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ceed from a principle of love
to him and his laws.—(5.) They maintain that the sacraments have in themselves an instrumental and efficient power, by virtue of which they work in the soul, independently of its previous preparation or propensities, a disposition to receive the divine grace.—(6.) The Jesuits recommend a devout ignorance to such as submit to their direction, and think a christion sufficiently instructed when he has learned to yield a blind and unlimited obedience to the orders of the
The following maxims are said to be extracted from the
moral writings of this order:— (1.) That persons truly wicked, and void of the love of God, may expect to obtain eternal life in heaven, provided they be impressed with a fear of the divine anger, and avoid all heinous and enormous crimes through the dread of future punishment. —(2.) That those persons may transgress with safety who have a probable reason for transgressing, i. e. any plausible argument or authority in favour of the sin they are inclined to commit.—(3.) That actions intrinsically evil, and directly contrary to the divine law, may be innocently performed by those who have so much power over their own minds as to join, even ideally, a good end to this wicked action.—(4.) That philosophical sin” is of a very light
erson who is either abso
* By philosophical sin the Jesuits mean an action contrary to the dictates
of nature and right reason, which is done by a
lutely ignorant of God, or does not think of him during the time this action
and that such transgressions may be often as involuntary as the actions of a madman. —(6.) That the person who takes an oath, or enters into a contract, may, to elude the force of the one and obligation of the other, add to the form of the words that express them, certain mental additions and tacit reservations. This entire society is composed of four sorts of members; viz. novices, scholars, spiritual and temporal coadjutors, and professed members. Beside the three ordinary vows of poverty, chastity, and obedience, which are common to all the monastic tribes, the professed members are obliged to take a fourth, by which they solemnly bind themselves to go without deliberation or delay, wherever the pope shall think fit to send them: they are governed by a general, who has four assistants. The inferiors of this order are required to consider their chief as infall.ble, entirely to renounce their own will in all things, and abandon themselves blindly to his conduct.* ILLUMINATI, i. e. the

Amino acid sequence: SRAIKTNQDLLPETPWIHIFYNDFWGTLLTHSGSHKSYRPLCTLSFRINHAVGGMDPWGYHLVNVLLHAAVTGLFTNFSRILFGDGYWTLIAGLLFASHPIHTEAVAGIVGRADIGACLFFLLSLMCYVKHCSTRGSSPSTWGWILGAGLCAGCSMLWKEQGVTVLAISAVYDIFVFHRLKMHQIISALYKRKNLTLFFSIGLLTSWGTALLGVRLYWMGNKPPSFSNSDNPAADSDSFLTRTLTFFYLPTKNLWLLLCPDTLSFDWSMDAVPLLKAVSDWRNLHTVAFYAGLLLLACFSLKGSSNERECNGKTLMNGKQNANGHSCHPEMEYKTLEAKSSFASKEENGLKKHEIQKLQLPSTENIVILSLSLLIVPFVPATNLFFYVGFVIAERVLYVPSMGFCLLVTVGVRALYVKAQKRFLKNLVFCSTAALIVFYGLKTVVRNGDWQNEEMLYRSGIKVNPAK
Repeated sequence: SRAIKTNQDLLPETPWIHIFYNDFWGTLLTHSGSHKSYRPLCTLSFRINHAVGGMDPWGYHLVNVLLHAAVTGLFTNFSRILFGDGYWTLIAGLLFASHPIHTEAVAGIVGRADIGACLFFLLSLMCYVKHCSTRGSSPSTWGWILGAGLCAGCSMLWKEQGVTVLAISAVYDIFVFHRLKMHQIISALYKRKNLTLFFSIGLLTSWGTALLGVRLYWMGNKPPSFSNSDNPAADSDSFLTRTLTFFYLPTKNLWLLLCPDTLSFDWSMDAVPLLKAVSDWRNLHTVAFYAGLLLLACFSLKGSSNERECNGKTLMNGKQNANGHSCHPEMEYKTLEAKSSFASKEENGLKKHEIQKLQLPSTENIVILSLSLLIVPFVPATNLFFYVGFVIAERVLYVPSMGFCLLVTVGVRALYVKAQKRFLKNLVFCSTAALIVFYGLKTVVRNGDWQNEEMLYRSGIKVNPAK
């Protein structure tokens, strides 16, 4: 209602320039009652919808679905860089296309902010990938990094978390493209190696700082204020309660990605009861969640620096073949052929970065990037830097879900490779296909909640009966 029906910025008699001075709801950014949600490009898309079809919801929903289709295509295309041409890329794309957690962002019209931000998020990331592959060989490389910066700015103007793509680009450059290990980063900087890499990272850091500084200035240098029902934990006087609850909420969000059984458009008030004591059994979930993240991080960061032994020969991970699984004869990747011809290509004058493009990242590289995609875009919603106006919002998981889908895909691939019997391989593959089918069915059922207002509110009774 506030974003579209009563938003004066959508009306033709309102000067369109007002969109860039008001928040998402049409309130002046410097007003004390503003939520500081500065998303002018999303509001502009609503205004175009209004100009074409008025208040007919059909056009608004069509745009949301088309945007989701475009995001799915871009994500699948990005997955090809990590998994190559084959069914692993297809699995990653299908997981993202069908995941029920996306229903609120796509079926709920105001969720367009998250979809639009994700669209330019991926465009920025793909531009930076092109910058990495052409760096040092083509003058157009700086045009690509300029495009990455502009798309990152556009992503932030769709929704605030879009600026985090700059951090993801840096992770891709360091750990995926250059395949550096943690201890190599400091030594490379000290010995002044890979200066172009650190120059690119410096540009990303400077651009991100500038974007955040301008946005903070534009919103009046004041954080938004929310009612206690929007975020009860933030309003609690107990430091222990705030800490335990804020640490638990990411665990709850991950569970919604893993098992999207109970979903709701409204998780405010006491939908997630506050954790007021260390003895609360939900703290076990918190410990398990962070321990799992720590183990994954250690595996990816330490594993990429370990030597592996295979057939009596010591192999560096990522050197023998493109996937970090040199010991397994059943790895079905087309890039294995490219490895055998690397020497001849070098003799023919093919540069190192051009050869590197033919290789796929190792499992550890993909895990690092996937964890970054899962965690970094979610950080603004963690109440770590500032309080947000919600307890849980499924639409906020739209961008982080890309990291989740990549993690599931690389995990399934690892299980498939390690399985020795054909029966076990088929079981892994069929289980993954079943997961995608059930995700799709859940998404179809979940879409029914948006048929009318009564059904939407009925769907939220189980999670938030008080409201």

Enlightened, a denomination which appeared in Spain about the year 1575. They were charged with maintaining that mental prayer and contemplation had so intimately united them to God, that they were arrived to such a state of perfection, as to stand in no need of good works, or the sacraments of the church, and that they might commit the grossest crimes without sin. After the suppression of the Illuminati in Spain, there appeared a denomination in France which took the same name. They maintained that one Anthony Buckuet had a system of belief and practice revealed to him which exceeded every thing christianity had yet been acquainted with: that by this method persons might in a short time arrive at the same degrees of perfection and glory to which the saints and the blessed Virgin have attained; and this improvement might be carried on till our actions became divine, and our minds wholly given up to the influence of the Almighty. They said further, that none of the doctors of the church knew any thing
* It is so upon the Jesuits that they should use nothing, nor fre
quent any t
ing long enough to be attached to it; that their beds should
not stand a week together in one part of their cells; that even their books of prayer should be frequently changed, lest the mind become occupied by other affections than those with which they wish it to be filled.
354,355. History of Don Ignatius.
tical Review, vol. lv., p. 309.
of religion; that Paul and Peter were well meaning men, but knew nothing of devotion; that the whole church lay in darkness and unbelief; that every one was at liberty to follow the suggestions of his conscience; that God regarded nothing but himself; and that within ten years their doctrine would be received all over the world : then there would be no more occasion for priests, monks, and other such religious distinctions.” INDEPENDENTS, a denomination of protestants in England and Holland. They derive their name from their maintaining that every particular congregation of christions has an entire and complete power of jurisdiction over its members, to be exercised by the elders of each church within itself, without being subject to the authority of bishops, synods, presbyteries, or any ecclesiastical assembly composed of the deputies from different churches. This denomination appeared in England in the year 1616. John Robinson, a Norfolk divine, was considered as their founder. He possessed sincere piety, and no inconsiderable share of learning. Perceiving defects in the denomination of the Brownists, to which he belonged, he em